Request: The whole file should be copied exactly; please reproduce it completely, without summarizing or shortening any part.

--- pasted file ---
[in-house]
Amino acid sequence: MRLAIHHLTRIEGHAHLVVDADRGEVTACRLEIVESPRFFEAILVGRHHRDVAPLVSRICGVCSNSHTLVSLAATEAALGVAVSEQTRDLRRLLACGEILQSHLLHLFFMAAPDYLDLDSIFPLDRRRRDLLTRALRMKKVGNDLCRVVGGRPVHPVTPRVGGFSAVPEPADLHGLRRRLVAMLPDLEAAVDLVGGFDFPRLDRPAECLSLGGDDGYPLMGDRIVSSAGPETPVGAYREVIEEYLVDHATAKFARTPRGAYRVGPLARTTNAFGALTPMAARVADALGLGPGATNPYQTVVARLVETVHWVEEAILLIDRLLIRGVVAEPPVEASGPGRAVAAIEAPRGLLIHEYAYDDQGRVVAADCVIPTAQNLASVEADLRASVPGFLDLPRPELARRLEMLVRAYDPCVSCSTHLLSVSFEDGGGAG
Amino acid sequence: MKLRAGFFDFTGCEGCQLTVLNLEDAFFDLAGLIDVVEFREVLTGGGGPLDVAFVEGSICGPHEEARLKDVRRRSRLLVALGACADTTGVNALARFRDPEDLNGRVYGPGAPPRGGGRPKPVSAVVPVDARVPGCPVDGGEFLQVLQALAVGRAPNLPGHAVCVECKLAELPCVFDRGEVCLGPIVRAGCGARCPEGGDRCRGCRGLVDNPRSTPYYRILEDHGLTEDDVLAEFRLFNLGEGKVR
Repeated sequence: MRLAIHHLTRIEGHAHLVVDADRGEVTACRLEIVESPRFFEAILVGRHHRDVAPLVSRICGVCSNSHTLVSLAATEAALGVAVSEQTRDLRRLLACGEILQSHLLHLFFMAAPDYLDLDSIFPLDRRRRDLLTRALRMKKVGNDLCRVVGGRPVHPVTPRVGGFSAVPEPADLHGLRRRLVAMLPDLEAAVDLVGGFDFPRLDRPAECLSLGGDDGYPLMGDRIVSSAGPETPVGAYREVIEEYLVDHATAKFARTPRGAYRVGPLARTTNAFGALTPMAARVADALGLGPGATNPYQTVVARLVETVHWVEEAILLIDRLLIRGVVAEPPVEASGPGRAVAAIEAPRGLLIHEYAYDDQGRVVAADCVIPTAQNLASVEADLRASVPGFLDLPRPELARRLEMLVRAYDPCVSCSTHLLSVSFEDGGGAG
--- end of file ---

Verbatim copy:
[in-house]
Amino acid sequence: MRLAIHHLTRIEGHAHLVVDADRGEVTACRLEIVESPRFFEAILVGRHHRDVAPLVSRICGVCSNSHTLVSLAATEAALGVAVSEQTRDLRRLLACGEILQSHLLHLFFMAAPDYLDLDSIFPLDRRRRDLLTRALRMKKVGNDLCRVVGGRPVHPVTPRVGGFSAVPEPADLHGLRRRLVAMLPDLEAAVDLVGGFDFPRLDRPAECLSLGGDDGYPLMGDRIVSSAGPETPVGAYREVIEEYLVDHATAKFARTPRGAYRVGPLARTTNAFGALTPMAARVADALGLGPGATNPYQTVVARLVETVHWVEEAILLIDRLLIRGVVAEPPVEASGPGRAVAAIEAPRGLLIHEYAYDDQGRVVAADCVIPTAQNLASVEADLRASVPGFLDLPRPELARRLEMLVRAYDPCVSCSTHLLSVSFEDGGGAG
Amino acid sequence: MKLRAGFFDFTGCEGCQLTVLNLEDAFFDLAGLIDVVEFREVLTGGGGPLDVAFVEGSICGPHEEARLKDVRRRSRLLVALGACADTTGVNALARFRDPEDLNGRVYGPGAPPRGGGRPKPVSAVVPVDARVPGCPVDGGEFLQVLQALAVGRAPNLPGHAVCVECKLAELPCVFDRGEVCLGPIVRAGCGARCPEGGDRCRGCRGLVDNPRSTPYYRILEDHGLTEDDVLAEFRLFNLGEGKVR
Repeated sequence: MRLAIHHLTRIEGHAHLVVDADRGEVTACRLEIVESPRFFEAILVGRHHRDVAPLVSRICGVCSNSHTLVSLAATEAALGVAVSEQTRDLRRLLACGEILQSHLLHLFFMAAPDYLDLDSIFPLDRRRRDLLTRALRMKKVGNDLCRVVGGRPVHPVTPRVGGFSAVPEPADLHGLRRRLVAMLPDLEAAVDLVGGFDFPRLDRPAECLSLGGDDGYPLMGDRIVSSAGPETPVGAYREVIEEYLVDHATAKFARTPRGAYRVGPLARTTNAFGALTPMAARVADALGLGPGATNPYQTVVARLVETVHWVEEAILLIDRLLIRGVVAEPPVEASGPGRAVAAIEAPRGLLIHEYAYDDQGRVVAADCVIPTAQNLASVEADLRASVPGFLDLPRPELARRLEMLVRAYDPCVSCSTHLLSVSFEDGGGAG